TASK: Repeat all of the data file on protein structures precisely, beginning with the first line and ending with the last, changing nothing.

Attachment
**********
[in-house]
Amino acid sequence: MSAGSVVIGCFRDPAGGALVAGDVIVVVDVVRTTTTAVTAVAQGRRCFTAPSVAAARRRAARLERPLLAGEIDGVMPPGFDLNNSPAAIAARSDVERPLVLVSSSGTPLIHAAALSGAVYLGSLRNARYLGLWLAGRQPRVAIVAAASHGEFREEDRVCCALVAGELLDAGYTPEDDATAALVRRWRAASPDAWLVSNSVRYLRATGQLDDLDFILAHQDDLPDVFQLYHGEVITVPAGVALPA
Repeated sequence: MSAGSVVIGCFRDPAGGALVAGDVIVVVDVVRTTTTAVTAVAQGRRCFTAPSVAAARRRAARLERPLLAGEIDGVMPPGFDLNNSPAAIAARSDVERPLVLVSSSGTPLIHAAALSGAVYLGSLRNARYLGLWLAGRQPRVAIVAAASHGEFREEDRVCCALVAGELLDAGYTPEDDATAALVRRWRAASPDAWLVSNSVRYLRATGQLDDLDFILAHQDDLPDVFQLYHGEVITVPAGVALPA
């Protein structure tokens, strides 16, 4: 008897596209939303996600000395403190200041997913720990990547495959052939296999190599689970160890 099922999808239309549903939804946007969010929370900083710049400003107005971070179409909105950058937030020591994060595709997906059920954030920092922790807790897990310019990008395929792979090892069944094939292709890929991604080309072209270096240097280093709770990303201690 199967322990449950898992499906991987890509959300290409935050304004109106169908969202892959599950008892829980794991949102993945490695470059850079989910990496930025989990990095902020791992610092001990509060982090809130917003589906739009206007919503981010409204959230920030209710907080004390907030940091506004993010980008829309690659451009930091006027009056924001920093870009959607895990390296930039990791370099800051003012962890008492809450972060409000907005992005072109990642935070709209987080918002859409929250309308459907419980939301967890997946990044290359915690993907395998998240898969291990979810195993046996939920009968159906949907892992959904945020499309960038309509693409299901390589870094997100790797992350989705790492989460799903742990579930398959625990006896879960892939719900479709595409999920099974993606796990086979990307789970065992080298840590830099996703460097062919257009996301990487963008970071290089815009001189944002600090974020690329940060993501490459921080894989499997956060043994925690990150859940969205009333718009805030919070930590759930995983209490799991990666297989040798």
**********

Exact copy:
[in-house]
Amino acid sequence: MSAGSVVIGCFRDPAGGALVAGDVIVVVDVVRTTTTAVTAVAQGRRCFTAPSVAAARRRAARLERPLLAGEIDGVMPPGFDLNNSPAAIAARSDVERPLVLVSSSGTPLIHAAALSGAVYLGSLRNARYLGLWLAGRQPRVAIVAAASHGEFREEDRVCCALVAGELLDAGYTPEDDATAALVRRWRAASPDAWLVSNSVRYLRATGQLDDLDFILAHQDDLPDVFQLYHGEVITVPAGVALPA
Repeated sequence: MSAGSVVIGCFRDPAGGALVAGDVIVVVDVVRTTTTAVTAVAQGRRCFTAPSVAAARRRAARLERPLLAGEIDGVMPPGFDLNNSPAAIAARSDVERPLVLVSSSGTPLIHAAALSGAVYLGSLRNARYLGLWLAGRQPRVAIVAAASHGEFREEDRVCCALVAGELLDAGYTPEDDATAALVRRWRAASPDAWLVSNSVRYLRATGQLDDLDFILAHQDDLPDVFQLYHGEVITVPAGVALPA
């Protein structure tokens, strides 16, 4: 008897596209939303996600000395403190200041997913720990990547495959052939296999190599689970160890 099922999808239309549903939804946007969010929370900083710049400003107005971070179409909105950058937030020591994060595709997906059920954030920092922790807790897990310019990008395929792979090892069944094939292709890929991604080309072209270096240097280093709770990303201690 199967322990449950898992499906991987890509959300290409935050304004109106169908969202892959599950008892829980794991949102993945490695470059850079989910990496930025989990990095902020791992610092001990509060982090809130917003589906739009206007919503981010409204959230920030209710907080004390907030940091506004993010980008829309690659451009930091006027009056924001920093870009959607895990390296930039990791370099800051003012962890008492809450972060409000907005992005072109990642935070709209987080918002859409929250309308459907419980939301967890997946990044290359915690993907395998998240898969291990979810195993046996939920009968159906949907892992959904945020499309960038309509693409299901390589870094997100790797992350989705790492989460799903742990579930398959625990006896879960892939719900479709595409999920099974993606796990086979990307789970065992080298840590830099996703460097062919257009996301990487963008970071290089815009001189944002600090974020690329940060993501490459921080894989499997956060043994925690990150859940969205009333718009805030919070930590759930995983209490799991990666297989040798």